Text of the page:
Saying No to the YESMAN - Defense Against Jasager

With work returning to “normal” levels I began digging through my backlog of seclist updates, errata updates and security related podcasts,

One particular attack method has me concerned as a typical Paranoid Systems Admin, namely the one covered by Darren @,

Where combining jasager and airdrop-ng can allow you to easily set yourself up as a m.i.t.m transparently, so I began thinking how would you defend against such an attack, with most if not all wifi clients switching to jasager transparently without the user ever knowing, now remember this is all theory at this point it could be completely wrong, please leave feedback in the comments.

before I beging let’s make a couple of assumptions.

  1. You are the admin for your network
  2. You are in control of all AP’s on your network

If you can not confirm 1 & 2 then you can land yourself in a whole heap of trouble, so think before you do please …

That said onto a possible defense scenario, making airdrop-ng work as a “shield”.

The main premise of airdrop is to send DeAuth packets forcing a wifi client to reconnect, Darren’s jasager + airdropĀ  podcast (“Airport wifi challenge”) used this in conjunction with jasager to force clients to reconnect but to jasager instead, essentially denying access to the real AP’s and masquerading as them using jasager.

With me so far?

  1. Client is connected to REAL Access Point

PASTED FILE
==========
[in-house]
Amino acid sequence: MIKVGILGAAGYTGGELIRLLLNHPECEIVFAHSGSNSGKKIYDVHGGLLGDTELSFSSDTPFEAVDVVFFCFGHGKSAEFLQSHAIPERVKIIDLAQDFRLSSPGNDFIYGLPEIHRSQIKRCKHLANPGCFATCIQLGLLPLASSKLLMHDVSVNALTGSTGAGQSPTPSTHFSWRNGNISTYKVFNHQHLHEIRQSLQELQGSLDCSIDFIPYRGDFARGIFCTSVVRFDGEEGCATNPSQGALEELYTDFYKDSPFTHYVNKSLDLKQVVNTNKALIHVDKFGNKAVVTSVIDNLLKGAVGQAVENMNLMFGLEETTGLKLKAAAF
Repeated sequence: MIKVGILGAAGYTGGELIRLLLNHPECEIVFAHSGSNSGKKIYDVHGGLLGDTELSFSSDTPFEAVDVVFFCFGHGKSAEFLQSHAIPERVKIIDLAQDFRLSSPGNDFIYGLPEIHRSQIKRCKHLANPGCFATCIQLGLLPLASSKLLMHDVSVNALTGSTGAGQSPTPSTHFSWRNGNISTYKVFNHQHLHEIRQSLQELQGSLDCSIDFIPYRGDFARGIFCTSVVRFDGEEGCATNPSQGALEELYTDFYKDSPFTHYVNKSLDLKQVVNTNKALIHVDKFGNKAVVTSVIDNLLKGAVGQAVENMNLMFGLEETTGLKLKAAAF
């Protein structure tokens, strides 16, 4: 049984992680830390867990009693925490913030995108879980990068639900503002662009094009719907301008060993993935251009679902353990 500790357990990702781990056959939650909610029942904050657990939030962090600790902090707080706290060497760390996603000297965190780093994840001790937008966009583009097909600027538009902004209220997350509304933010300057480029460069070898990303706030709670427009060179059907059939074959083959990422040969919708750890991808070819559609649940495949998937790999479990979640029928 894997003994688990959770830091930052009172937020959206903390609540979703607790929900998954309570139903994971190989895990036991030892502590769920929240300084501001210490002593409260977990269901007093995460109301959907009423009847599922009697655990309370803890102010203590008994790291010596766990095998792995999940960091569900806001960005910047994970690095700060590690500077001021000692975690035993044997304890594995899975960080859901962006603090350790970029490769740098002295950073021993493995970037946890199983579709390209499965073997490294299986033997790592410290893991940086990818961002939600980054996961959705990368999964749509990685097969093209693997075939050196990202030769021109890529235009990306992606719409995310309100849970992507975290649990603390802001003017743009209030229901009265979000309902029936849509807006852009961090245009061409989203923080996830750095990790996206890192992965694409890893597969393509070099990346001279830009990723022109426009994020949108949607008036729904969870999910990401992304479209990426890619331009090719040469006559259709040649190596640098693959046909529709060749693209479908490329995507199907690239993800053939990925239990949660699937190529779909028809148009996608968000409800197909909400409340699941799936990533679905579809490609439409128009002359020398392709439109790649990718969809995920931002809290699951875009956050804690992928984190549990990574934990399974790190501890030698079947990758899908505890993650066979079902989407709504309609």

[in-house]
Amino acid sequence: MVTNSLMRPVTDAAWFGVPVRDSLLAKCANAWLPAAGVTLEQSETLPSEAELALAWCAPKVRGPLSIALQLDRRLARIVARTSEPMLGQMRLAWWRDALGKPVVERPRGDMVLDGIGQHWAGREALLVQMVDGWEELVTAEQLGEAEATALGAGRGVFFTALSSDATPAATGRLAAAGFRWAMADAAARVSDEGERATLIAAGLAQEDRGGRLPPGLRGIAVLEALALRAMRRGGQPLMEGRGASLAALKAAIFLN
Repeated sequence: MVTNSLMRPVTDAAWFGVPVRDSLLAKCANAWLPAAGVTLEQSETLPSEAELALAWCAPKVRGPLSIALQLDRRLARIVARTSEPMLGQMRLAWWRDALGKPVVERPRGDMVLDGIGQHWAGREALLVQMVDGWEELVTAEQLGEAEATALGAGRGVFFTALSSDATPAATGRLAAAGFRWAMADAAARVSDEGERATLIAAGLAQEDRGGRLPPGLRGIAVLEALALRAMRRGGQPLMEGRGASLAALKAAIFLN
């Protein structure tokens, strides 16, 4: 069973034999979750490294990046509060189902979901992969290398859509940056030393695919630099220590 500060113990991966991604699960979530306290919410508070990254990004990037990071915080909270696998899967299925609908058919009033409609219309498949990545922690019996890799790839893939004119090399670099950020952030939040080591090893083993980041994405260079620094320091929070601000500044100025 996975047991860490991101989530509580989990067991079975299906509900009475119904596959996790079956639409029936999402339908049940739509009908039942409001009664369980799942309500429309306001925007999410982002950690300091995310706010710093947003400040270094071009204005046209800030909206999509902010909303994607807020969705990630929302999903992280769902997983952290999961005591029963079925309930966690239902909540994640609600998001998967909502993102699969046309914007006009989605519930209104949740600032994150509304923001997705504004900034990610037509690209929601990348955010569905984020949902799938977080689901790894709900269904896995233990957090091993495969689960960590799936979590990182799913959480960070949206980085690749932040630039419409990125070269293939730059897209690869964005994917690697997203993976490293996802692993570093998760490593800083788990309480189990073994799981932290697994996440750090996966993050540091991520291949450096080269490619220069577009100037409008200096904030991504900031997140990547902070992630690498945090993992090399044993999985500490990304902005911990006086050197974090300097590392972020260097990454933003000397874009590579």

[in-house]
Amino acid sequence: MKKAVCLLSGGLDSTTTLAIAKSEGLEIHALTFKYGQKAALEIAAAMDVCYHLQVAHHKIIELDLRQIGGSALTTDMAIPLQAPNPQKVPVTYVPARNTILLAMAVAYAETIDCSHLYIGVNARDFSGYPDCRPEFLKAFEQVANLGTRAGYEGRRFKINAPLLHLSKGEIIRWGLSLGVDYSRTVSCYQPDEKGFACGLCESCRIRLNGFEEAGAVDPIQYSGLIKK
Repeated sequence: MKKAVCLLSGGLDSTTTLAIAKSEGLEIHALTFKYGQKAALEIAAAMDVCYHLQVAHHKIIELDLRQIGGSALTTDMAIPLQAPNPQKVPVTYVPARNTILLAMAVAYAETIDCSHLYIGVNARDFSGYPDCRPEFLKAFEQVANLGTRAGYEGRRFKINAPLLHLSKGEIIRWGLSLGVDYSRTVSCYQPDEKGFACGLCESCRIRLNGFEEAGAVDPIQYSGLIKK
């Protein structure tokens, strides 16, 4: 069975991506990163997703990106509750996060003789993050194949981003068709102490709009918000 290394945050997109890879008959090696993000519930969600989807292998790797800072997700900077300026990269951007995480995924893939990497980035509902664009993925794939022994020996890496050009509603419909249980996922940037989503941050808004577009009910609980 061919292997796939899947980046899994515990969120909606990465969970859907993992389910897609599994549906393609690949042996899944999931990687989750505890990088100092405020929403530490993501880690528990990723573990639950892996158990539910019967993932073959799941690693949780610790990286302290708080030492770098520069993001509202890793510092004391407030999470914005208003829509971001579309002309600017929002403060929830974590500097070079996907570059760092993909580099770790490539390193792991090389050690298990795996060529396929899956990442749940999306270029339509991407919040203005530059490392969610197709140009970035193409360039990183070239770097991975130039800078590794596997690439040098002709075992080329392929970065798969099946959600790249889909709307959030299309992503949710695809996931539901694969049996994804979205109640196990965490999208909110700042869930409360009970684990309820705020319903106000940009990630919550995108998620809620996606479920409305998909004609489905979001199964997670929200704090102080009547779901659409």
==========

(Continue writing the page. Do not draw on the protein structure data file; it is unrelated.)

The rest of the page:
2. airdrop-ng sends DeAuth for all BSSIDs except jasager’s
  3. Client Attempts to reconnect, jasager masquerades as the REAL AP
  4. Client is now pwned.

To re purpose airdrop-ng as a “shield”, we change step 2 above .

  1. Client is connected to REAL Access Point
  2. airdrop-ng sends DeAuth for all BSSIDs except the REAL access point

Now this does cause a problem for any genuine “pop up” wifi, such as the share functionality on mac osx, andĀ  mobile hotspots (wifi 3g), but it is one possible method of defense.

If you have some theories related to detecting and defeating WiFi m.i.t.m attacks please let me know, I’d love to hear them,

I’ll work on getting a screencast for this up as soon as possible.

  • this will not protect against BSSID / MAC spoofing,
  • this will only prevent against a rougue AP BSSID masquerading as your valid AP.
  • this will only work within range of your wifi device generating the DeAuth packets.
  • improper configuration could cause D.o.S of nearby REAL Ap’s and generaly piss people off.

Update 04/10/2011 Seems that this project wifijammer can do exactly what I outlined above. via: Hackaday